You're sitting at home online and suddenly you get an irresistible urge. You absolutely have to belt out R. Kelly's "I Believe I Can Fly" and share it with the world.
You now have that ability, thanks to the new MySpace Karaoke, to be launched Tuesday by the social networking site.
MySpace Karaoke (ksolo.myspace.com) debuts nearly two years after Fox Interactive, a division of News Corp., which owns MySpace, purchased the karaoke site kSolo.com. The combination of MySpace and kSolo allows users to upload audio recordings of them singing everything from R. Kelly to Richie Valens to their profile page.
MySpace co-founder and president Tom Anderson (known by many as the friend that comes automatically with a MySpace account) said MySpace and karaoke are a natural fit.
"It is in part because music is so popular on our site," said Anderson. "But also because karaoke is such a fun and social thing, which is what we're about too. It's not as much fun to go to karaoke alone, but when you do it through the Internet or on your MySpace page, then you can share it with people."
Recordings can be prominently displayed on one's MySpace page and receive ratings from friends (and, presumably, fans). As of Monday afternoon, the most popular song to sing was Sarah McLachlan's "Angel."
MySpace Karaoke and kSolo — the first major karaoke site — are just two destinations of a small industry of online karaoke sites. SingShot, owned by Electronic Arts, and Bix, owned by Yahoo!, are also big names in karaoke on the Web.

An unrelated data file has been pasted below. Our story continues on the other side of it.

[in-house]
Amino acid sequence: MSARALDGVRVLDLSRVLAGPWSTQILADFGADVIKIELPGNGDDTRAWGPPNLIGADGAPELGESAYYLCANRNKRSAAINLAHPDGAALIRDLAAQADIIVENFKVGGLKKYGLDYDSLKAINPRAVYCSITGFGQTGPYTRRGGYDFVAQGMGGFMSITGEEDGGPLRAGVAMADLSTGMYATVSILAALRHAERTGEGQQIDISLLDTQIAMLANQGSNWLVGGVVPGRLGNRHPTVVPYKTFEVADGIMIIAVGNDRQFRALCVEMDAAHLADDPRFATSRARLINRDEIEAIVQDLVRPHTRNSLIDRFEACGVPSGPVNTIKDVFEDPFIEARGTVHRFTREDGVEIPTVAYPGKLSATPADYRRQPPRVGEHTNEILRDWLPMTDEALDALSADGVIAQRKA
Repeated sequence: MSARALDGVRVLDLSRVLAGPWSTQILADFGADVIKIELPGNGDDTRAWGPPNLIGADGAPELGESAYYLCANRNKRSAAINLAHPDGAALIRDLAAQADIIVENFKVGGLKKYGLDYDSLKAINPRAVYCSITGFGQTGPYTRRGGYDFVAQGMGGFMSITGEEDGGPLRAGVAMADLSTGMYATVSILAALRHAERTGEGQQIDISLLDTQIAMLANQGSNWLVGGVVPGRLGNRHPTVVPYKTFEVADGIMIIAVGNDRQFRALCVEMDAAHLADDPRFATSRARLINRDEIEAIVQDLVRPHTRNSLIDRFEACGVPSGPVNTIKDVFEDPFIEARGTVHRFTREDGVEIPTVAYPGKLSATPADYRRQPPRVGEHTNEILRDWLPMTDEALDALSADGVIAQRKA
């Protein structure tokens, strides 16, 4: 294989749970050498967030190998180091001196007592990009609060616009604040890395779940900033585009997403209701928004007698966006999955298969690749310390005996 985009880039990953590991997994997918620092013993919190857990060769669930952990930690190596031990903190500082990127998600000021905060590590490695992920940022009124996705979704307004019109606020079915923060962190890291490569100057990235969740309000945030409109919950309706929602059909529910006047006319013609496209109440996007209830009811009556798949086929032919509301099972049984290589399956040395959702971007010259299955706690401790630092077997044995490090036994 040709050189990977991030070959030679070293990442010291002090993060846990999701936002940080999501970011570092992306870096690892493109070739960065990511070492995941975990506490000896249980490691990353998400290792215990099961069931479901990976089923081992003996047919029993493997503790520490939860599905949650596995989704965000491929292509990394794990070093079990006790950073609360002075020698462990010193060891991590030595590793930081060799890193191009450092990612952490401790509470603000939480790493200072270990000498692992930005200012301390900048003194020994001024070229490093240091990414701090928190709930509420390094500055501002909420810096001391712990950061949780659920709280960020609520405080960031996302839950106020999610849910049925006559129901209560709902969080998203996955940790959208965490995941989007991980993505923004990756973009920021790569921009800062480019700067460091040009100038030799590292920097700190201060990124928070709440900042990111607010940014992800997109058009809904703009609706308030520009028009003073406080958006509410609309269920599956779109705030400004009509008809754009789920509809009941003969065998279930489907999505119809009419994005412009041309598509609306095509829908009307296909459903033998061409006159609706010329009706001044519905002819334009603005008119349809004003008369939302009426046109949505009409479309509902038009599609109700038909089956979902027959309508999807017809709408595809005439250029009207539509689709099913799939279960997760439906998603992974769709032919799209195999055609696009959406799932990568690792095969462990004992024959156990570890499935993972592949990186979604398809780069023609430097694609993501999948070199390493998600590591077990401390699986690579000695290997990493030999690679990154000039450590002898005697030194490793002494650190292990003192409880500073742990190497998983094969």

And YouTube has, of course, been the largest repository of people dancing around their bedrooms and singing their favorite songs. While MySpace Karaoke doesn't currently have a video option, Anderson says it's in the works and that it will include a split-screen duet feature.
Users need only a microphone to sing into. MySpace Karaoke gives them the music to sing over (with vocals removed) with the lyrics scrolling across their computer screen. There are also numerous effects that users can play with to alter their recordings.
Right now, the site has between 2,000 and 3,000 songs available, all of them licensed from music publishers. The difficulty of managing those rights has been the reason for the delayed launch, Anderson said.
"It was quite difficult," he said. "The rules and the licensing changed over time and became more complicated since MySpace is a global company. There's different rights in different territories."
But Anderson thinks having those rights puts MySpace at a distinct advantage.
"On MySpace, we actually filter and take down content (without licensing)," said Anderson. "At some point, YouTube is going to be forced to — or pay the rights holders because they're breaking the law when they do that."
As recordings have begun to pile up, there's a wide variety of quality.
Said Anderson, "You'll find equally horrible and equally good ones."